Reakash Walters in 2015 (Photo: David J. Climenhaga).

Responding to former Alberta NDP premier Rachel Notley’s remark last week that she hasn’t committed to voting for Jagmeet Singh’s New Democrats in her own federal riding, a young Albertan named Reakash Walters tweeted from Ontario: “I have never felt so out of touch from Alberta politics than right at this moment.”

Well, you don’t have to be living outside Alberta to feel out of touch with Alberta politics nowadays.

Ms. Walters nominates Rachel Notley as the NDP candidate in 2015, shortly before the NDP’s historic majority victory (Photo: Provided by Reakash Walters).

Ms. Walters isn’t just some random tweeter troubled by Ms. Notley’s comment and wondering what the former premier is suggesting voters in Edmonton Strathcona should do.

In 2015, she was one of Ms. Notley’s two nominators in the Edmonton-Strathcona provincial riding. Later that year, she launched an impressive campaign to be the federal NDP’s candidate in Edmonton Centre.

When this articulate and intelligent young candidate was defeated, she reacted gracefully, urging her supporters to stick with the party. She is now attending law school at the University of Ottawa.

She’s likely to have a stellar career. I hope she decides to run for public office again. If she does, I’d advise the NDP to pay closer attention.

“As one of two people who nominated Rachel in 2015,” she told me yesterday, “I am truly disappointed in the direction the provincial party has taken and that they have chosen to prioritize oil extraction in the middle of a climate crisis.”

Ms. Notley is not just any former premier either, for that matter. She is leader of the Opposition in the Alberta Legislature. She represents the provincial riding with the same name, if not exactly the same boundaries, as the federal electoral district she votes in.

Rachel Notley in 2019 (Photo: David J. Climenhaga).

Her provincial government caucus worked hard to ensure Heather McPherson was chosen as the federal NDP’s candidate in the face of an insurgent campaign by a young environmentalist named Paige Gorsak. And Edmonton Strathcona is the only riding in Alberta that can elect a New Democrat in 2019, and possibly the only one in Alberta that may be inclined to elect a non-Conservative MP.

So, just what is Ms. Notley saying? That because she doesn’t agree with Mr. Singh’s policy on pipelines maybe Alberta shouldn’t have a voice in the NDP Caucus in Ottawa, or the opposition generally, after Oct. 21?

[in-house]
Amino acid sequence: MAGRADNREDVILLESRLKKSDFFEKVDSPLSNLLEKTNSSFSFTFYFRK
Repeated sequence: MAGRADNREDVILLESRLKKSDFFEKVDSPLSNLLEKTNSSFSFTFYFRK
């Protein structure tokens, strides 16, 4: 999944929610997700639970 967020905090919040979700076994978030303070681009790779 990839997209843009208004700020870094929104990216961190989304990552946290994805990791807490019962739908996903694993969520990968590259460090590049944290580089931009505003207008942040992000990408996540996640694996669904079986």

And what does she think voters in Edmonton Strathcona should actually do about it? Vote for the Liberal and split the vote so a Conservative can win? Or go right out and vote Conservative, for crying out loud?

These are rude questions, I know. We’ve all been kind of reeling since we heard Ms. Notley’s comment. But they need to be asked. And those of us who have long supported the NDP and want to know the answers are entitled to an explanation.

If voters in Edmonton Strathcona want my advice, it is that they should ignore Ms. Notley’s post-election ennui and get the hell out and vote for Ms. McPherson, which is the right thing to do for both Canada and Alberta.

Mr. Singh was diplomatic in his response to Ms. Notley’s cranky comment. He complimented her work as premier and vowed to try to win her support.

Energy journalist Markham Hislop (Photo: David J. Climenhaga).

Regardless of what Ms. Notley is trying to achieve, electing a Conservative in Edmonton Strathcona, which is the probable outcome of weakening the turnout for Ms. McPherson, means electing someone who supports the approach to economic development taken by Alberta Premier Jason Kenney.

And Mr. Kenney, regardless of what kind of reception he gets while campaigning on our dime in friendly Ontario ridings for federal Conservative Leader Andrew Scheer, is seriously on the wrong track if you want to do the right thing for Alberta.

If pipelines are indeed necessary for Alberta’s economic wellbeing, Ms. Notley has no need to be ashamed of the way she campaigned for them.

While the phrase “social licence” has fallen into disfavour thanks to Mr. Kenney’s relentless vilification of the idea, Ms. Notley’s social-licence approach to winning approval for pipelines from Alberta to the ocean was working. More importantly, it was the only approach that could work.

Federal NDP Leader Jagmeet Singh (Photo: David J. Climenhaga).

As energy journalist Markham Hislop argued in a recent story on his EnergiMedia website, the current generation of leaders in the Alberta oilpatch are making a big strategic mistake that will hurt Alberta and their industry when it leads to the opposite outcome from the one they desire.

Pointing to recent public opinion polling showing “a majority of Canadians are concerned about climate change … and only support more oil and gas development if their governments enact policies that speed up the energy transition and reduce emissions,” there is not much hope Mr. Kenney’s belligerence will change many minds on the West Coast or in Quebec.